Amerikan Eagle
Alan Glenn
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Buy *Amerikan Eagle* by Alan Glenn

Amerikan Eagle
Alan Glenn
544 pages
July 2011
rated 3 1/2 of 5 possible stars

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Alternate history can be so interesting because there are so many major decision points in history where, if things had gone a different way, the world could have changed drastically. Alan Glenn's latest novel, Amerikan Eagle, takes its turning point in history from the attempted assassination of Franklin D. Roosevelt in 1932, shortly after his election to the Presidency. In this reality, the assassination succeeded. The eventual result is a totalitarian state that rivals Nazi Germany, a United States that stays out of World War II, and a place where the Great Depression never ended. Unfortunately, while the concept is intriguing, the execution is lacking.

In 1943, Portsmouth, New Hampshire, is becoming a hot spot for events that may change the world. Sam Miller is the newly appointed Inspector (there's only one in the city) whose first case is the body of a man dumped on the railroad tracks with a number tattooed on his wrists. Sam's just a man trying to look out for his family, but the events sparked by this discovery will change his life forever, revealing family secrets that will shock him and thrusting him into the dark underside of the world that President Huey Long has created.

There is much to like about Amerikan Eagle, though too much of some aspects actually brings the novel down occasionally. Glenn does an excellent job of drenching the reader in the oppressive atmosphere instilled by Long and his "Long's Legionnaires," and the fact that people can disappear in the middle of the night for expressing a negative opinion of Long or the U.S. government. The tone of the book is very dark.

Almost too dark, and it grows a little boring after a while. Even dark and depressing books should be enjoyable to read, but at times the atmosphere gets in the way of that. Glenn spends so much time giving the reader atmosphere that the story tends to plod along. Too many times Miller is given a moral choice, and he makes the decision to go with the flow and maintain stability, not wanting to risk his family by actually doing the right thing. While it's important to establish Miller's mindset, given how the novel ends, I think Glenn went overboard.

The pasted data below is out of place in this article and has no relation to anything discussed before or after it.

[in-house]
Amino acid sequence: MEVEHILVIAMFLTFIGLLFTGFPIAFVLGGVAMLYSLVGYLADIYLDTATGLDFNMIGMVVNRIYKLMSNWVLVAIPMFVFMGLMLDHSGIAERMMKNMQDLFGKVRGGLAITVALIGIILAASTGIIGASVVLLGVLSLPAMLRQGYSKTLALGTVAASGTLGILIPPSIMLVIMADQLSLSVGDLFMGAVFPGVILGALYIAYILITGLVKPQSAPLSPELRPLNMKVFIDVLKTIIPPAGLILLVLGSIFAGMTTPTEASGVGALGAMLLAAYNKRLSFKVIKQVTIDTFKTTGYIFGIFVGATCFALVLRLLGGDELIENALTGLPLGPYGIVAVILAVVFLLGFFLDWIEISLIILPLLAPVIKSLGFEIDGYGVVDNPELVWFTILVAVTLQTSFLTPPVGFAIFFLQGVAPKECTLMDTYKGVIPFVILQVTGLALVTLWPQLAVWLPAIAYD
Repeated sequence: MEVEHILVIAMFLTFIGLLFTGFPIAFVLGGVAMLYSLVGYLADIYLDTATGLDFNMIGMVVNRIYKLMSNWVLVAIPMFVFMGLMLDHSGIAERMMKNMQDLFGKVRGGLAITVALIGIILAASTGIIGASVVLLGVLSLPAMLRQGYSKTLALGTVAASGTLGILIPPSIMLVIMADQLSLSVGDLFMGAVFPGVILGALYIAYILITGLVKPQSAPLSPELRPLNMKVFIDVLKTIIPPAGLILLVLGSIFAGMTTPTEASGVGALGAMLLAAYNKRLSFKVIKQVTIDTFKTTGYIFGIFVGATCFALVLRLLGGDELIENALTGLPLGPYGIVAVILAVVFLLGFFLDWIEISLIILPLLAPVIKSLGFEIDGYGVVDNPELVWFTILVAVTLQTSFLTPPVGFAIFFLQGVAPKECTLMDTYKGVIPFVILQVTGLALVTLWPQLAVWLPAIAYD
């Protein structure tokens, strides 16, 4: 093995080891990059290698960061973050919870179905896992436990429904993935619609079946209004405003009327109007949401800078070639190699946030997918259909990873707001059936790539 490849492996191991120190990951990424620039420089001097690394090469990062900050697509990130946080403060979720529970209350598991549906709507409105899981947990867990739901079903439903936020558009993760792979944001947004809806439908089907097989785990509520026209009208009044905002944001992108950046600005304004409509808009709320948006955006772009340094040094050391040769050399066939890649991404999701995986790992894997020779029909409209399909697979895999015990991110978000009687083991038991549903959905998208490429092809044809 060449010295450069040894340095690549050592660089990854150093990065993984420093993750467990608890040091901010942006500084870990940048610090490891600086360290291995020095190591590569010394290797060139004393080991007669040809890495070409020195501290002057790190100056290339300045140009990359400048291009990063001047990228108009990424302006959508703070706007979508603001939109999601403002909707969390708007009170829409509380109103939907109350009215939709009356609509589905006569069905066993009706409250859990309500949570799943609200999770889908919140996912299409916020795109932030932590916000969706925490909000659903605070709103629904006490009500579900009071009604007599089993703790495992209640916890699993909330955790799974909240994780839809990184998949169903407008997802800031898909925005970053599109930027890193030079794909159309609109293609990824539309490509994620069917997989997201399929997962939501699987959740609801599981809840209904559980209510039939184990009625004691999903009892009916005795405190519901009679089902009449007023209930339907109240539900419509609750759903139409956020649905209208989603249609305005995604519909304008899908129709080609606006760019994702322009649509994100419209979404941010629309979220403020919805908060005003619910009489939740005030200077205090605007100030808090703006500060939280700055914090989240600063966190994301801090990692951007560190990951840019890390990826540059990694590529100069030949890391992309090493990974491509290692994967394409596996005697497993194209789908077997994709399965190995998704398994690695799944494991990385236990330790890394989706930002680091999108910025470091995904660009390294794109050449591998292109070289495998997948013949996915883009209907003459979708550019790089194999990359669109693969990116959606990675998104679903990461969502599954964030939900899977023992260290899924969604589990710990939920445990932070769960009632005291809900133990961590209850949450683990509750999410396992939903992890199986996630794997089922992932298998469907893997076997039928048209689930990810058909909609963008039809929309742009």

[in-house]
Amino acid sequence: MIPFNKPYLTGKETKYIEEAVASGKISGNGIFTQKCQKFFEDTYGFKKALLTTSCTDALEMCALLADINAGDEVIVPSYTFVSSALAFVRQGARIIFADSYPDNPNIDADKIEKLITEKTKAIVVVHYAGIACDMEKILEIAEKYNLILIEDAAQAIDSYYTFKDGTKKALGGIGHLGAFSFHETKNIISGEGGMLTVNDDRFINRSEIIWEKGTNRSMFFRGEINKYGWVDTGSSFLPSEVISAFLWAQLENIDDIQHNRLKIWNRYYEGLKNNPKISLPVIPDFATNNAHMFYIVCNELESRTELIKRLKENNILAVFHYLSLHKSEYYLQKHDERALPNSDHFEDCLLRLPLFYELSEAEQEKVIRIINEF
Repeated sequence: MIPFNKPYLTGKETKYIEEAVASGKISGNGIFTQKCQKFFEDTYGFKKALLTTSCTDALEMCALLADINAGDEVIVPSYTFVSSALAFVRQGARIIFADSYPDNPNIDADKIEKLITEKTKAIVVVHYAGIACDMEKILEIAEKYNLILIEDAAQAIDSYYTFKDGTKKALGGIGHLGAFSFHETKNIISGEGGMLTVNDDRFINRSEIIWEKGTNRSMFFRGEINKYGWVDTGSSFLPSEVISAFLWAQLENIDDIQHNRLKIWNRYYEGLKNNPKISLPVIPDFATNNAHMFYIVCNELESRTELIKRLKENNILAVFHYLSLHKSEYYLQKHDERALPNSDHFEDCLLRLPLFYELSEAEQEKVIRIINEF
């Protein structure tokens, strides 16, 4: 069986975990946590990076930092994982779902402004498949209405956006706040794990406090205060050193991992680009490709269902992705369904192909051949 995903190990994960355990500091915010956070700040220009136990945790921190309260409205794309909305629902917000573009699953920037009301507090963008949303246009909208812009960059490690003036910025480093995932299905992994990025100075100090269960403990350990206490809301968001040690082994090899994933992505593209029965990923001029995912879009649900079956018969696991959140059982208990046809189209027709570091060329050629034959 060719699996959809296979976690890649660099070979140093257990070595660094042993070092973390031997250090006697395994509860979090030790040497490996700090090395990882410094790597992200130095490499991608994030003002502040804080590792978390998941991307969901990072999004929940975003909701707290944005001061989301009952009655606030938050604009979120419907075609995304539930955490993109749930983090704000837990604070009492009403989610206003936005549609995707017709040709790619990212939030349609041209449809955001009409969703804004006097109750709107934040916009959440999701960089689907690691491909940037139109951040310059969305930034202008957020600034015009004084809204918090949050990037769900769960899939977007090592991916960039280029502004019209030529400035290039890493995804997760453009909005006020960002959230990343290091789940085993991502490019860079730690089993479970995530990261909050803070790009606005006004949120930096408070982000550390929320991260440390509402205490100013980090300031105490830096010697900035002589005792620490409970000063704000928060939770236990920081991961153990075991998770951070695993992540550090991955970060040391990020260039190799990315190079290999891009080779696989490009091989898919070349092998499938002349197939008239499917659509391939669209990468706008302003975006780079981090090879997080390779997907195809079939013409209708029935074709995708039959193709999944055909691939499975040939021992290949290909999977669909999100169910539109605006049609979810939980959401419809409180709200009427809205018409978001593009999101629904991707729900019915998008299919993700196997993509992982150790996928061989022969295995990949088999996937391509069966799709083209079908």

I didn't care for the ending, which I won’t spoil here. After a lead-up of 500+ pages of Sam taking the cowardly way out of tough moral situations, the end of the novel seems very anticlimactic. I do have to admit that Glenn kept me on my toes, however. As events spiral to their conclusion, I kept thinking that one thing would happen and Glenn would throw a curveball, though that could be because I hadn't envisioned as annoying a conclusion as I received.

One other mild irritation is a continuity problem. The Gestapo agent, Groebke, is introduced as not speaking very good English. In subsequent appearances in the book, he speaks excellent English (with the occasional slang term that he doesn't know), and nobody seems to notice the discrepancy.

The book does move at a brisk pace when Glenn isn't trying to immerse you in the setting. It kept me gripped at times, wanting to see what happens next. Miller is an interesting character, though a bit of a whiner. The characters that inhabit Portsmouth are well-drawn, and I liked the dichotomy between the "State" party and the "Federal" party, both factions of Long's Democrats, which is essentially the only party in the United States now. Sam is drawn into this controversy as both sides want him to spy on the other for them.

Even the bad guys, or at least the "mostly bad" guys, think they are doing the right thing. When Miller discovers some of the horrors being kept under wraps, they are actually justified by saying that the alternative would be even worse. As readers, we know that an extreme evil is not tolerable even if it replaces one that's even more extreme, but the villains doing it for what they believe are altruistic reasons fleshes them out as characters.

Ultimately, Amerikan Eagle is a good read, but not a great one. Like my love for some of Harry Turtledove's World War II alternate histories (despite the fact that the writing annoys me), I enjoyed reading this book despite its flaws. Where alternate history is concerned, I'm a big fan of the concept of a novel even if I don't necessarily enjoy the story itself. This is one of those times. Glenn has come up with something really interesting, and it's a good read for fans of the genre.

Originally published on Curled Up With A Good Book at © Dave Roy, 2011

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